If there’s one smell that readers love, it’s the smell of old books. Few can resist the smell of a secondhand bookstore, or opening up a book that hasn’t seen the light of day for a long time and letting the small wash over you. But where does this smell come from? It’s based on the composition of the book, and the smell actually changes over time! Read on to learn more.
Where does the smell of old books come from?
There are a number of organic compounds found in old books that were used to make bindings, glue and paper. These include rosin, bleached pulp, groundweed, milk protein, animal fiber, and rag fiber. Many of these compounds are no longer used in book binding and printing. Rosin, for example, has been out of use for several decades because of environmental concerns over its use.
Over the years, the materials used to make these books break down into what are known as Volatile Organic Compounds (VOCs). These are released slowly into the air. So when you’re smelling an old book, you’re smelling the result of the degradation of the organic materials used to make the book so many years ago.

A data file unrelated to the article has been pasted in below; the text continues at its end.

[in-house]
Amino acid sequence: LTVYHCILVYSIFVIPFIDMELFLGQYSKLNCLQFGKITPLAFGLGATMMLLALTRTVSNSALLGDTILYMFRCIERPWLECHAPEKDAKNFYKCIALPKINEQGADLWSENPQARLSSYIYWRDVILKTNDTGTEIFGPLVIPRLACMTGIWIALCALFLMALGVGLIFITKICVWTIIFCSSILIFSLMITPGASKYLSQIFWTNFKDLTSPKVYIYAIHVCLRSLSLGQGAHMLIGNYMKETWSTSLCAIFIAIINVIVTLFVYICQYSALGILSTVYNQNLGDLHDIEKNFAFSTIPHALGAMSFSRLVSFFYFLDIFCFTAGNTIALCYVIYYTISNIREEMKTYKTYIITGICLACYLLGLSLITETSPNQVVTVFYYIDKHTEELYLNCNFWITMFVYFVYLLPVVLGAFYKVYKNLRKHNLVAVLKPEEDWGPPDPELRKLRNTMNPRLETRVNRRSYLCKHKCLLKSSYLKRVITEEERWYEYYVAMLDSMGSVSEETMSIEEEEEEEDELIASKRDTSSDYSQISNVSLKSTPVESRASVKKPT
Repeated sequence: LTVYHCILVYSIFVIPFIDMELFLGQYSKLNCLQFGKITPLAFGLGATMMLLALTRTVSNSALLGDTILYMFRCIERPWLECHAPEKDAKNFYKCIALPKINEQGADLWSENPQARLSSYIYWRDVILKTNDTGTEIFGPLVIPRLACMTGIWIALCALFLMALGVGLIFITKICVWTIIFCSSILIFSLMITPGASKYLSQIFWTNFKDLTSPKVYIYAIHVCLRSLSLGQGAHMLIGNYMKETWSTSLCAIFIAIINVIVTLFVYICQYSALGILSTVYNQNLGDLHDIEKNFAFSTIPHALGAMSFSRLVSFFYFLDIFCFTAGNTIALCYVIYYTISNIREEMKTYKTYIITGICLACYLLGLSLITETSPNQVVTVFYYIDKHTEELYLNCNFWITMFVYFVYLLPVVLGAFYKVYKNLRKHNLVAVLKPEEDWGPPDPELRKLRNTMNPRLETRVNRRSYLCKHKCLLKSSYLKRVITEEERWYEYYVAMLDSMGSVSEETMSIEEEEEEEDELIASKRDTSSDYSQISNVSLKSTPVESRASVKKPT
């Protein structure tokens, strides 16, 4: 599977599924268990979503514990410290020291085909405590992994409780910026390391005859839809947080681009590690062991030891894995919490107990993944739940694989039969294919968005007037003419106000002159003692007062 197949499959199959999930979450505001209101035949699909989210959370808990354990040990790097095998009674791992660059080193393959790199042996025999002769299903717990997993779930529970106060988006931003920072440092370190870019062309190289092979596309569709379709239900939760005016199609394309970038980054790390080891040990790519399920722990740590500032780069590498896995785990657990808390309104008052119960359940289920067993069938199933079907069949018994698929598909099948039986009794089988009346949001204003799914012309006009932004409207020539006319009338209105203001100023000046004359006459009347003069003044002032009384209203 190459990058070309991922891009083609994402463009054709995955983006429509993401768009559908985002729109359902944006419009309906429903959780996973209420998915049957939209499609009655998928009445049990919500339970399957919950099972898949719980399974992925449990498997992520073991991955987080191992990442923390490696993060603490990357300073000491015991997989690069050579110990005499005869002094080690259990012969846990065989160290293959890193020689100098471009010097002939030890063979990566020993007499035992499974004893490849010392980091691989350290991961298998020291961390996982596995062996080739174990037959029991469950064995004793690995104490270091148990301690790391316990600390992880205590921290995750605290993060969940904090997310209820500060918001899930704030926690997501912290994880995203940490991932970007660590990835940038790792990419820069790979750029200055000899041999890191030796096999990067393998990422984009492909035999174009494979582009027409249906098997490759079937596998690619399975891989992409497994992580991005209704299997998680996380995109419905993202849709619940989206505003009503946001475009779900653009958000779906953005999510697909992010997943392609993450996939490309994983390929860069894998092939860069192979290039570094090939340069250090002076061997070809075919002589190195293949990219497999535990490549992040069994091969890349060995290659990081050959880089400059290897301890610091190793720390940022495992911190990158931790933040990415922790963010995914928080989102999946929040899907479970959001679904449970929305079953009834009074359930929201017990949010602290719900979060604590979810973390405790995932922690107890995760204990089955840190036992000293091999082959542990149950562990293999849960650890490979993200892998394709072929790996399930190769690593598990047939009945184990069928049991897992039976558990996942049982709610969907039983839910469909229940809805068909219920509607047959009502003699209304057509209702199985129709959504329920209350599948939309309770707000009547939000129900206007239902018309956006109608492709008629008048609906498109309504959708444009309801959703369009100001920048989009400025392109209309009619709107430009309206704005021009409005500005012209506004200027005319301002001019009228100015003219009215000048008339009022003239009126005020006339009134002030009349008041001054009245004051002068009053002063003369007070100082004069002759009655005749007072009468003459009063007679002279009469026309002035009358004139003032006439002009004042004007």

In a study done a few years ago at University College London, scientists determined there are 15 VOCs that are consistently present when a book is degrading. They also discovered that the amount of compounds found in a sample from a book can tell you how far along a book is in the process of degradation. They gathered this information in the hopes of using it to learn how to better preserve old books and archives.
The study found that the two worst compounds for a book were lignin and rosin. Lignin is found in wood fiber, which was used before rag paper replaced it in 1850. Lignin yellows over time. Rosin as added to paper to make it better for writing, but it breaks down into acidic byproducts that corrode the paper itself.
And what did the researchers think of the smell of old books? They likened it to, “A combination of grassy notes with a tang of acid and hint of vanilla over an underlying mustiness.” Mmmm. Smells good doesn’t it?